Nine Rhode Island organizations have sent a letter to the Rhode Island House and Senate leadership and legislators on the first day of the 2024 legislative session, urging them to prioritize this year the passage of police reform bills beyond LEOBOR that are aimed at promoting police-community relations.
The letter, signed by the American Civil Liberties Union of Rhode Island, Black Lives Matter Rhode Island PAC, COYOTE RI, Direct Action for Rights and Equality, Latino Policy Institute, Open Doors Rhode Island, Rhode Island Commission for Human Rights, Rhode Island for Community and Justice, and the Substance Use, Policy, and Education PAC, noted the extensive legislative work done on police reform elsewhere in the country since the emergence of the Black Lives Matter movement in 2020, but the comparatively slim number of similar pieces of reform legislation passed in Rhode Island.
The letter cites several examples of bills that have received strong organizational and community support, yet have yet to see substantive movement, including the following:
- The legislature has failed for three legislative sessions to reinstate a statute that expired in July of 2020 which requires the collection and analysis of traffic stop data for evidence of racial profiling, a law which many other states have adopted. Rhode Island, which was the first state to pass such a law back in 2000, now lags behind.
- The General Assembly has heard legislation since 2021 which would restrict certain types of use of force by police officers, but the legislation has died in committee each year. In the meantime, between May 2020 and October 2021 alone, 24 states statutorily either restricted or banned the use of chokeholds in the course of policing.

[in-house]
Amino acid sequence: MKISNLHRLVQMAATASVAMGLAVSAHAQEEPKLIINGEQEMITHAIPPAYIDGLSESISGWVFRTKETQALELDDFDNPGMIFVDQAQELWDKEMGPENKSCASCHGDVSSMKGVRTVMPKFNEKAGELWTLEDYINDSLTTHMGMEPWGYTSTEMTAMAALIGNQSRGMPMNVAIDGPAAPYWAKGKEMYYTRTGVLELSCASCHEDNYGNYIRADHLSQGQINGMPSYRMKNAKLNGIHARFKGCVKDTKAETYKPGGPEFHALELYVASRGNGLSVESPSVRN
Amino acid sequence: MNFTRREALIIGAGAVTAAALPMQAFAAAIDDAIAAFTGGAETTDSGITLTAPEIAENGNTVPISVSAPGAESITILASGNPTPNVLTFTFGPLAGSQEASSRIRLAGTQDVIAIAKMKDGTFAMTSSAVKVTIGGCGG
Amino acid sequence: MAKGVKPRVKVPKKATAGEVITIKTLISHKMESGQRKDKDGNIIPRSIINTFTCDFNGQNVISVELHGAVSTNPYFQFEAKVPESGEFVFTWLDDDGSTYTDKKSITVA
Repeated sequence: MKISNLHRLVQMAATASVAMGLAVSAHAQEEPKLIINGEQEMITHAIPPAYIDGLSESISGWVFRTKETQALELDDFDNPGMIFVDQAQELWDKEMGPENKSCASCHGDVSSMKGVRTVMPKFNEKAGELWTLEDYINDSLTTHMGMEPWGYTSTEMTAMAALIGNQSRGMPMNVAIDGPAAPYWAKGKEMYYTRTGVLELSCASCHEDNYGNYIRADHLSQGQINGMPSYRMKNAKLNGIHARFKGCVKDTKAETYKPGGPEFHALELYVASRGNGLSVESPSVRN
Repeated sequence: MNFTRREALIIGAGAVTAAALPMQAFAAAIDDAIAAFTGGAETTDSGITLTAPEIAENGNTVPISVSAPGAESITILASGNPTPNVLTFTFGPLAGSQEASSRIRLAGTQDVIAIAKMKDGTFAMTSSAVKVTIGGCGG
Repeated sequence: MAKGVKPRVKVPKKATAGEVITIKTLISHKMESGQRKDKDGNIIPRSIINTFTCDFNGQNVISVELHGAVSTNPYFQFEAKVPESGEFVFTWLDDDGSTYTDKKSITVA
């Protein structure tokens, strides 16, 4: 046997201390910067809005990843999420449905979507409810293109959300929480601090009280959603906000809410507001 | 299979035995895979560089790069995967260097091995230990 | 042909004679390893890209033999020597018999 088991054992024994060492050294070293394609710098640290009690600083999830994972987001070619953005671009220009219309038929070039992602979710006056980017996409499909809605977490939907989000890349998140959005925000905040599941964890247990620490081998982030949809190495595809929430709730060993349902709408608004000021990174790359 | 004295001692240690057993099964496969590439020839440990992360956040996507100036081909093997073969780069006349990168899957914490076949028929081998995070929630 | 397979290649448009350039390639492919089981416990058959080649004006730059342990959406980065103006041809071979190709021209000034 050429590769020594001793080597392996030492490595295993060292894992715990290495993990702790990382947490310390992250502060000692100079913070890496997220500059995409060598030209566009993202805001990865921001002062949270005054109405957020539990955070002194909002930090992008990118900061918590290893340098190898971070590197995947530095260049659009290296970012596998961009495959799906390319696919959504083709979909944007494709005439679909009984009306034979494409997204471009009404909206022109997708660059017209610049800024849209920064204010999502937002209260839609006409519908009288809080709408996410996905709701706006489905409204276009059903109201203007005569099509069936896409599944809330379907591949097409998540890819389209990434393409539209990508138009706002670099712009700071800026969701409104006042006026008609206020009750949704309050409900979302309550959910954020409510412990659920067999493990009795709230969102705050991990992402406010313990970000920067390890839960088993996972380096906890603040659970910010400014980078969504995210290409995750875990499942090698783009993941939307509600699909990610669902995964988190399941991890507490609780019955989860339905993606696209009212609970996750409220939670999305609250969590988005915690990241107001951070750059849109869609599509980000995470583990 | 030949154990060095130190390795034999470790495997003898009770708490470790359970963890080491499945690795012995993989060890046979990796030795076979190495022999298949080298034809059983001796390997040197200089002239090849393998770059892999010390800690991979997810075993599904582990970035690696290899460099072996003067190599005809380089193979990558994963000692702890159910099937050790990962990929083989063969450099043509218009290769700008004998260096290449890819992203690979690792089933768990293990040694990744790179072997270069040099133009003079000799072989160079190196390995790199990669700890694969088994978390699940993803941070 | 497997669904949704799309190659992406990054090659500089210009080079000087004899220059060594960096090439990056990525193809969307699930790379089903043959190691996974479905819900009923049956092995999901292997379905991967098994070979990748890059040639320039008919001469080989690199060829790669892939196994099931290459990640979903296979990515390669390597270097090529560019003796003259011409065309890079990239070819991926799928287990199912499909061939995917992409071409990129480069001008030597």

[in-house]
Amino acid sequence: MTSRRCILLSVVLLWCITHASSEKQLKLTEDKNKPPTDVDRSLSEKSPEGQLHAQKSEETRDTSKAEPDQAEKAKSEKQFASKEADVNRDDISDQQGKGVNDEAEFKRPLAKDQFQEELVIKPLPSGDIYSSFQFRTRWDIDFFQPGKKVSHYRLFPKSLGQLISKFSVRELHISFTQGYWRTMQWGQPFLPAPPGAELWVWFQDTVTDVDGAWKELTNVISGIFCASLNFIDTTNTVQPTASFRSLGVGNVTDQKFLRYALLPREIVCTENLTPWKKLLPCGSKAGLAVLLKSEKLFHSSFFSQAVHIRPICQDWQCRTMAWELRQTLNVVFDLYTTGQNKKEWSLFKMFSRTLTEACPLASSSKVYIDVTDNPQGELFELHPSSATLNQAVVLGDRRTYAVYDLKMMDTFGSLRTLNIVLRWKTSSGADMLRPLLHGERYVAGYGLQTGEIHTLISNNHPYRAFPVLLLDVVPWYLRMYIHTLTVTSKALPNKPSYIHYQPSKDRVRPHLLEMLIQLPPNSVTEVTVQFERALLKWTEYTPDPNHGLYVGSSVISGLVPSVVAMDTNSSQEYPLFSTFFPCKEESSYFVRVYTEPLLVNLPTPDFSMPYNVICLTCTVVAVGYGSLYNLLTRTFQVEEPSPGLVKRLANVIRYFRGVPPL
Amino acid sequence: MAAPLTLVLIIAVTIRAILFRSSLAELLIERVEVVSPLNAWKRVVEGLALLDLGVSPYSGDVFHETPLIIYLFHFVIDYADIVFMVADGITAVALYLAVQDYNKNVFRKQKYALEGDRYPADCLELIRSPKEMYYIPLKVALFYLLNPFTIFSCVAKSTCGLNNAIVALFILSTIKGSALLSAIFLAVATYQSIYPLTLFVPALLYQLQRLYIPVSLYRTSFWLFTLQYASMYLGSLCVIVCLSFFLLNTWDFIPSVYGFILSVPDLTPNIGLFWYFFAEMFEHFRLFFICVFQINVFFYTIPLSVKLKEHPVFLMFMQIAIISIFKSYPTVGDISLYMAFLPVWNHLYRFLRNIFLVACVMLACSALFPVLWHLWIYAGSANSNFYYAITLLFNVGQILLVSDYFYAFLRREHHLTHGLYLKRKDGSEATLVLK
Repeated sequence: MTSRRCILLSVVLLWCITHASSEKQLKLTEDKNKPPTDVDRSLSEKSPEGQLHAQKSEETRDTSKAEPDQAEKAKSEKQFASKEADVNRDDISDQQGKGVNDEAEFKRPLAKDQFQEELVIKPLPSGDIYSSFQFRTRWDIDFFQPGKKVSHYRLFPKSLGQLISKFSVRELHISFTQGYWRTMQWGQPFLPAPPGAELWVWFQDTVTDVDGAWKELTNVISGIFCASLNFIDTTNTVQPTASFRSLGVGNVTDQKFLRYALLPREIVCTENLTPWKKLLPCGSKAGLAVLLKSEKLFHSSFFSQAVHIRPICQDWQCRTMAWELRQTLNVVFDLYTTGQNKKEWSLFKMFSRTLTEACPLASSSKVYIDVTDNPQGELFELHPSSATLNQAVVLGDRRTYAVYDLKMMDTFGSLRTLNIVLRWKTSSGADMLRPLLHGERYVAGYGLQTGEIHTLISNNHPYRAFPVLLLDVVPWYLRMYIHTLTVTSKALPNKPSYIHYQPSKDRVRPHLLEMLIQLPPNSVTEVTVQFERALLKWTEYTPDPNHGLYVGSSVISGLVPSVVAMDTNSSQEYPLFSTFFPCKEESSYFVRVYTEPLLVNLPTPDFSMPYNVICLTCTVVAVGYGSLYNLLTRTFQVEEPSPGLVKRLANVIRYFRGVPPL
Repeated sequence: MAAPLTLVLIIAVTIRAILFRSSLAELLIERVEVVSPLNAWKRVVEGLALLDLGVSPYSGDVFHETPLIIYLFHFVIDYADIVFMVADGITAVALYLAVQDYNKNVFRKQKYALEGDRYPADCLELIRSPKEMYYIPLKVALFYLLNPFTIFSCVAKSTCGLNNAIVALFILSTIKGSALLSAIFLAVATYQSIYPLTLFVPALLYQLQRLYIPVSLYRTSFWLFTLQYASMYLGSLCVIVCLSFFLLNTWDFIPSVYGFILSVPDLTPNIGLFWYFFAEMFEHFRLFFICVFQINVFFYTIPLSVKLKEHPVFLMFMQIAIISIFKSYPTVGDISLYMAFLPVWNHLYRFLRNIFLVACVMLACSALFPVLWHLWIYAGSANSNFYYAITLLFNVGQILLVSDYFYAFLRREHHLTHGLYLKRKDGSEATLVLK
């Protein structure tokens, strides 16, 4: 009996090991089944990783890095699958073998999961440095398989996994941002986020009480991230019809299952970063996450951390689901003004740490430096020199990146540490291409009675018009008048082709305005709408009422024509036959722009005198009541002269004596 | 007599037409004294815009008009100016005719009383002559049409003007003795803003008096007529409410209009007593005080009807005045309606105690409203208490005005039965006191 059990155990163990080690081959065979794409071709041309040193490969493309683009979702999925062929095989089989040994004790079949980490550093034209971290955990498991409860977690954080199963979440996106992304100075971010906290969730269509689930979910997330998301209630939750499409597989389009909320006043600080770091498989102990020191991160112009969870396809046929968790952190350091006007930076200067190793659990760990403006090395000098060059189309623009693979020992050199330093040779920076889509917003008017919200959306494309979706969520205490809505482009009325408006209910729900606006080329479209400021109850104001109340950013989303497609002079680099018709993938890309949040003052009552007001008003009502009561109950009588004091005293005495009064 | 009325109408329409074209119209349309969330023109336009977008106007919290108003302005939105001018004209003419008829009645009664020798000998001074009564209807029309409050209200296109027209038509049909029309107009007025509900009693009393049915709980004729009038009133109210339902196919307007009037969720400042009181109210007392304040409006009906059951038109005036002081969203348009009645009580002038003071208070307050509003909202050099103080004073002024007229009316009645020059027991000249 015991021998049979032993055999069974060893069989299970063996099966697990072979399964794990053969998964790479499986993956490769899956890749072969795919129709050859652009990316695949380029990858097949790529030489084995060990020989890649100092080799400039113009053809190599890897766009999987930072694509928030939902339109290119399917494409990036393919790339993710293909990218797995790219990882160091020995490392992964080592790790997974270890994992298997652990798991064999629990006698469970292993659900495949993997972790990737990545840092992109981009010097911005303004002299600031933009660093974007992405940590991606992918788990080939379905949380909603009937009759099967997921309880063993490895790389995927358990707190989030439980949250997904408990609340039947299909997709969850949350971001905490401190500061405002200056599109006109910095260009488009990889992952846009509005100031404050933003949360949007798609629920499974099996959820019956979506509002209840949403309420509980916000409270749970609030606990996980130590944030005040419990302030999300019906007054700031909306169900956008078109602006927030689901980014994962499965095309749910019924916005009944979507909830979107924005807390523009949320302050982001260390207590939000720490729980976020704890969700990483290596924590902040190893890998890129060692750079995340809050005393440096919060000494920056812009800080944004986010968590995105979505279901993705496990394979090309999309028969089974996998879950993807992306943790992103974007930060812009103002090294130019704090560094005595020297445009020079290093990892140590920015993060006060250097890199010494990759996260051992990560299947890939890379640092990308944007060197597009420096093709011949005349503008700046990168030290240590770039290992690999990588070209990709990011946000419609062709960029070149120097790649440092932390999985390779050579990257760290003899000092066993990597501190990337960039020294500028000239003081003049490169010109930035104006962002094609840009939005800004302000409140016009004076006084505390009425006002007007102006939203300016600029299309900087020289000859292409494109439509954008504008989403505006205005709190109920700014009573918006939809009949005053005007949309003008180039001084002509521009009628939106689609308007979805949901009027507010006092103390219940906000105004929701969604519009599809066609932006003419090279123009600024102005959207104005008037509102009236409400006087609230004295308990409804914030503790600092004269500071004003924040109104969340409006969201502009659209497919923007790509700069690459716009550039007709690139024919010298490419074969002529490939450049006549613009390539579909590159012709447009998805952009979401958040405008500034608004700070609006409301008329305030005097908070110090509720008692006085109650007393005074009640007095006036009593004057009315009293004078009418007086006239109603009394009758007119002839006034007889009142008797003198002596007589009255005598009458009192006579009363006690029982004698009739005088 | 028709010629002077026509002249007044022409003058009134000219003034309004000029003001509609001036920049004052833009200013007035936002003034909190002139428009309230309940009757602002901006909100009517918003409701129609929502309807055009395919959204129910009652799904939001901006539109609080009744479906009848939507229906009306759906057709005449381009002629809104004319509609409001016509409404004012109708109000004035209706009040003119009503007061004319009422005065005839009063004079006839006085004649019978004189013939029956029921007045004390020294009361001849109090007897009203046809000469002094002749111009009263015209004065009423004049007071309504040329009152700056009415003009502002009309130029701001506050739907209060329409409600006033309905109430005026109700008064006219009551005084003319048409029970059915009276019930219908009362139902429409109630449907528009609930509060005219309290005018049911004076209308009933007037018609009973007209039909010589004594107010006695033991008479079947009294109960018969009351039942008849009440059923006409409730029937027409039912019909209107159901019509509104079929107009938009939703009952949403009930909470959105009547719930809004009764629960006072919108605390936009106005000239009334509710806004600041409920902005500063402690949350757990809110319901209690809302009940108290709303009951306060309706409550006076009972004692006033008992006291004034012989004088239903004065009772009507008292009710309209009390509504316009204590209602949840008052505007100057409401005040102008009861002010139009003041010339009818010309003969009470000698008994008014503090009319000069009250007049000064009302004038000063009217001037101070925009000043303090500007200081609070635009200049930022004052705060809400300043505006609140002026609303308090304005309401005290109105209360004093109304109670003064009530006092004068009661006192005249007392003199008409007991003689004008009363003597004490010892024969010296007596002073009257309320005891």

- Rhode Island is one of only two states in the country that does not have a decertification mechanism for officers who have engaged in misconduct, and bills to end that distinction have died in committee.
- Efforts through legislation to promote greater public accessibility to police department findings of misconduct by its officers have been stymied.
The letter acknowledges indications that 2024 will finally be the year that the General Assembly will make some reforms to the most protective Law Enforcement Officer Bill of Rights in the country – and the only state in New England with such a law in any form. But the letter claims that “it would be a mistake to view partial reform of the LEOBOR statute alone as a sufficient response to the legitimate advocacy for broader police reform that we and so many others have actively sought and that remains urgently needed.” Concluding with an emphasis on the urgency of these pieces of legislation, the letter asks all legislators to ensure that police reform is a central part of their 2024 legislative goals.
Harrison Tuttle, executive director of the BLM RI PAC, said today: “Rhode Island is regrettably lagging behind the national momentum in passing crucial criminal justice reform legislation, perpetuating disparities that disproportionately impact communities of color. Lawmakers must proactively educate themselves on the adverse effects our state’s delays have on marginalized communities and show the commitment to supporting legislation that effectively addresses and ends these pervasive inequities.”
ACLU of RI executive director Steven Brown added: “The Black Lives Matter protests shone a spotlight on the urgent need for police reform, a need that has not diminished with time. We are hopeful that the General Assembly will make 2024 the year to comprehensively address this critical community issue.”